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[at-l] A question of definition.

At 11:56 AM 4/13/2005 -0400, Bror8588@aol.com wrote:
>In a message dated 4/13/2005 11:05:38 AM Eastern Daylight Time,
>stephensadams@hotmail.com writes:
>Are  there nuns who are not Catholic?  Or, restated, are the counterparts of
> >Catholic< nuns, in other religions, titled  differently?
>There are "Sisters" in the Lutheran Church, and there is an order of caring
>women in the Episcopal church (I think).  Anybody know where the word "Nun"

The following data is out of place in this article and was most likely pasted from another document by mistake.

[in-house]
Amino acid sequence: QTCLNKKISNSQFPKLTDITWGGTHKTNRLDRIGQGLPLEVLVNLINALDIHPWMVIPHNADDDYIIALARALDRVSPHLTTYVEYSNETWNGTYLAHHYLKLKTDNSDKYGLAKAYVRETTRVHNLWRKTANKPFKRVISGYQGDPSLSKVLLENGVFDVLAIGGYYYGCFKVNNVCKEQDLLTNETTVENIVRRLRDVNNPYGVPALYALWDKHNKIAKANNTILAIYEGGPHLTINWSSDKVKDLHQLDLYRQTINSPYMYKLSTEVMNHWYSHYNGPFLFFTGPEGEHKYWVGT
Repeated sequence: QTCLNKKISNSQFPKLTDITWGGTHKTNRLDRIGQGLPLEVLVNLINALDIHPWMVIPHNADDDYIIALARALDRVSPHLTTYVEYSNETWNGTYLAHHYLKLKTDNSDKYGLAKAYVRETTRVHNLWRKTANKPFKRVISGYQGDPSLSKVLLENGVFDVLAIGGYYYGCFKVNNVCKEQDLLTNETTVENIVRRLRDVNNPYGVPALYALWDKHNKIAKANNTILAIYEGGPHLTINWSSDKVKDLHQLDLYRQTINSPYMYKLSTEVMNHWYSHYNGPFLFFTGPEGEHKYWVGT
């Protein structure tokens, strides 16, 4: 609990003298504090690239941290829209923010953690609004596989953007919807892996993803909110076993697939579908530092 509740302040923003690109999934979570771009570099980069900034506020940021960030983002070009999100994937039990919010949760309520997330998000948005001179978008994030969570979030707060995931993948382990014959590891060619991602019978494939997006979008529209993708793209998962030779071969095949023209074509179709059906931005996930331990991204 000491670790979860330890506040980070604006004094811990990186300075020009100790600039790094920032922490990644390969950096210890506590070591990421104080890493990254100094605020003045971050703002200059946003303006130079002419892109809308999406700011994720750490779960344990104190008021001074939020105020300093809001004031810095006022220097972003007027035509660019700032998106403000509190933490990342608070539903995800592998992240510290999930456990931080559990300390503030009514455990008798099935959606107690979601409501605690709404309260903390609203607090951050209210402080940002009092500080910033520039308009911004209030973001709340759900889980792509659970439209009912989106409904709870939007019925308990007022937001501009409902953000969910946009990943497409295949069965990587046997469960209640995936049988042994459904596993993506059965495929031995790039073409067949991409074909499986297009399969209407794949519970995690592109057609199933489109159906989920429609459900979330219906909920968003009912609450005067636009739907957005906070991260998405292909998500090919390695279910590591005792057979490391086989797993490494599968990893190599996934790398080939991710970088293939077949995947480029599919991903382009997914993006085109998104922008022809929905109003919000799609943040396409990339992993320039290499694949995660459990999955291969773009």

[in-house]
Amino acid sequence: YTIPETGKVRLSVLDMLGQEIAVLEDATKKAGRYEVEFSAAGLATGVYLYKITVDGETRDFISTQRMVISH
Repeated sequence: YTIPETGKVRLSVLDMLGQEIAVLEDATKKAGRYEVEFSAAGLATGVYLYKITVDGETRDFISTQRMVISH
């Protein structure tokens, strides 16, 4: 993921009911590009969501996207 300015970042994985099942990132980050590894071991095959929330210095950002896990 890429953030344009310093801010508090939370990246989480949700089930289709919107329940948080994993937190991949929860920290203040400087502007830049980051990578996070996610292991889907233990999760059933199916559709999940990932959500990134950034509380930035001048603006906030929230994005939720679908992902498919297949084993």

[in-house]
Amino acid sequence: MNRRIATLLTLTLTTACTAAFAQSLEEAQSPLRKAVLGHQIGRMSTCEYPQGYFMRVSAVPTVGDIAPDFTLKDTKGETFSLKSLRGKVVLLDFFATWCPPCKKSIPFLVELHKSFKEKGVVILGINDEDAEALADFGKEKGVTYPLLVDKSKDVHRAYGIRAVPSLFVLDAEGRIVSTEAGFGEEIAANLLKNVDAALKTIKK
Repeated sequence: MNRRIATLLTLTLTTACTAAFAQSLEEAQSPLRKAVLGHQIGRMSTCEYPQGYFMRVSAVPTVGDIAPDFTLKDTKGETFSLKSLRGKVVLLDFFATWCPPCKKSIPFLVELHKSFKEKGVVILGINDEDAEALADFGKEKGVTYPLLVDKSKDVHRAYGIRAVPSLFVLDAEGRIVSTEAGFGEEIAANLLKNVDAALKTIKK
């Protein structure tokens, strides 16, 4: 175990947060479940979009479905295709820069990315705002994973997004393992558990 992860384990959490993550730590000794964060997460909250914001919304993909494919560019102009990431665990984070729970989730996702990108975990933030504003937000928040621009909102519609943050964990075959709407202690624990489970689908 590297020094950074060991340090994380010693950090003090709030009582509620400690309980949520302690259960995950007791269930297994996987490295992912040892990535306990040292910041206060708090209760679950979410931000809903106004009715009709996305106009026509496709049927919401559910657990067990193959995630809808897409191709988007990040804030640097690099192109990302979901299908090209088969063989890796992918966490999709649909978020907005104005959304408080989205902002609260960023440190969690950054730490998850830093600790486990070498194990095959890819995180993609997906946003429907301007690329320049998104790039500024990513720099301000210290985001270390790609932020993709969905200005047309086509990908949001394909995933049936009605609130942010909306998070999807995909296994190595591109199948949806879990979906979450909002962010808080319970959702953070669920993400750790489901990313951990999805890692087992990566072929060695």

>came from?

 From www.etymonline.com:
nun Look up nun at Dictionary.com
     O.E. nunne, from L.L. nonna "nun, tutor," originally (along with masc. 
nonnus) a term of address to elderly persons, perhaps from children's 
speech, reminiscent of nana (cf. Skt. nona, Pers. nana "mother," Gk. nanna 
"aunt," Serbo-Cr. nena "mother," It. nonna, Welsh nain "grandmother;" see 
nanny). Nunnery, c.1275, originally meant "nunhood." Sense of "house of 
ill-fame" is first recorded 1593.
nuncheon Look up nuncheon at Dictionary.com